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How to recognize, prevent occupational heat stress





Heat Stress

“Heat stress” is a term that encompasses many different physical reactions that result from a body’s attempt to regulate its temperature in response to the environment. These physical reactions range from uncomfortable to fatal, and tend to exacerbate other workplace risks.


“All of these types of issues can help create safety hazards for both the worker and their co-workers.”


Common symptoms of heat stress include heat rash due to sweating and clogged pores, heat cramps due to the loss of electrolytes from sweat, and heat exhaustion . These issues might not seem particularly threatening on the surface. However, it often lead to worker irritability, low morale, absenteeism and shortcuts in procedures.

On the other end of the spectrum, heat stroke is a true medical emergency. Heat stroke occurs when the body becomes unable to regulate its temperature, and the condition can be fatal.



How to recognize, prevent occupational heat stress



Risk Factors

Certain environmental, physical and operational variables affect the ease with which OSH professionals can address heat-related hazards.


“The primary concern is to maintain the body’s core temperature at or near the normal level,” which is approximately 98.6 degrees Fahrenheit, or 37 degrees Celsius.


The risk factors inhibiting this objective include:


  • The temperature of the work site
  • The environment’s relative humidity
  • Personal protective equipment (PPE) that interferes with the body’s ability to sweat effectively
  • An employee’s workload (the body produces heat during muscular exertion)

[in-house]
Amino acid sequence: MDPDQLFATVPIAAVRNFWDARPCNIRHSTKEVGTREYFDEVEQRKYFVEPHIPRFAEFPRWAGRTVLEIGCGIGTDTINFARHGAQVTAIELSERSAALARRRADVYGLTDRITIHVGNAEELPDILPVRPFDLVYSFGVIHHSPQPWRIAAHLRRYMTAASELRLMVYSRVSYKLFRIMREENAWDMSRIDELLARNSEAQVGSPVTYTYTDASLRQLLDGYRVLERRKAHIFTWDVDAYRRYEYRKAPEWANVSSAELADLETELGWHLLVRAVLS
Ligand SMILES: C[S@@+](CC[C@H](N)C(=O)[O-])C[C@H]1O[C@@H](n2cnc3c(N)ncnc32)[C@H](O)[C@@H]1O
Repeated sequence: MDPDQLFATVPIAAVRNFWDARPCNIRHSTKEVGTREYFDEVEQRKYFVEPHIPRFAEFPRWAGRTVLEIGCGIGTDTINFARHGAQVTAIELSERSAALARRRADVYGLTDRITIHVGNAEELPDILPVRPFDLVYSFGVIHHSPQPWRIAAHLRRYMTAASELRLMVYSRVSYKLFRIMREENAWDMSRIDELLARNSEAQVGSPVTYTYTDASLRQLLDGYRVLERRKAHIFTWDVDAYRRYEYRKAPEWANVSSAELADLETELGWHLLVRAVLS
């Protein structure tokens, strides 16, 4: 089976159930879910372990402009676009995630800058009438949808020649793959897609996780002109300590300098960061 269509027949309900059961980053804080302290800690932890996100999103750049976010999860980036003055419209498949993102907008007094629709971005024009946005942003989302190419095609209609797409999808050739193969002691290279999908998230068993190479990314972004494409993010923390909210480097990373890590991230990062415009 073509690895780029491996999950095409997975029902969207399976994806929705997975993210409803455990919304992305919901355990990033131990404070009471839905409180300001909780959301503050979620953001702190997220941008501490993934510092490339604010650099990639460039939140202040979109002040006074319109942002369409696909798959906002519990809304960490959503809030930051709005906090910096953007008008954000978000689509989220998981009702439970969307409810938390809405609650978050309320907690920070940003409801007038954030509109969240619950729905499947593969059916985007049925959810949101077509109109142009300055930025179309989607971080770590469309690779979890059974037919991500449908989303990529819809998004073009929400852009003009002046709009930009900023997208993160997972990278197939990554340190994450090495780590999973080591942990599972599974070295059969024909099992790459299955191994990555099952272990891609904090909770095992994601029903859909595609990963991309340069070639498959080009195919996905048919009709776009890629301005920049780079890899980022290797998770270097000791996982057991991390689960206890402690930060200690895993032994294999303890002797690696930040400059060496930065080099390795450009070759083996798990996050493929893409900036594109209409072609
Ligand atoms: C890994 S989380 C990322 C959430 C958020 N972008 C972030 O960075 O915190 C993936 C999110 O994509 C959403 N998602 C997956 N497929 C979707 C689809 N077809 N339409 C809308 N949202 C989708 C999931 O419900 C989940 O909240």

• An employee’s age, drug use, body weight, cardiovascular fitness, underlying health problems and existing burns (these may damage or destroy sweat glands)
  • A lack of worker and supervisor training on heat stress



ALSO READ: How to beat the heat



Workers should also learn to watch for the following signs of heat stress:


  • Sudden, severe nausea or headaches
  • Increased incidents or absenteeism
  • Chronic fatigue
  • A lack of alertness


“Employers must use measurements, along with the observation of workers and their professional judgment, to help ensure workers remain safe.”


Methods for Prevention

Important daily tasks for heat stress prevention might include:

  • Evaluating work site conditions and assessing heat risks
  • Ensuring that water is available and water coolers are sanitary
  • Actively encouraging workers to take regular drinks of water
  • Scheduling hot or physically demanding jobs for the coolest parts of the day
  • Implementing mandatory work/rest schedules
  • Creating a “buddy system” for workers to watch out for each other
  • Installing shade canopies
  • Providing air-conditioned trailers or break rooms for spot cooling
  • Utilizing vented, full-brim hard hats and other types of warm-weather PPE
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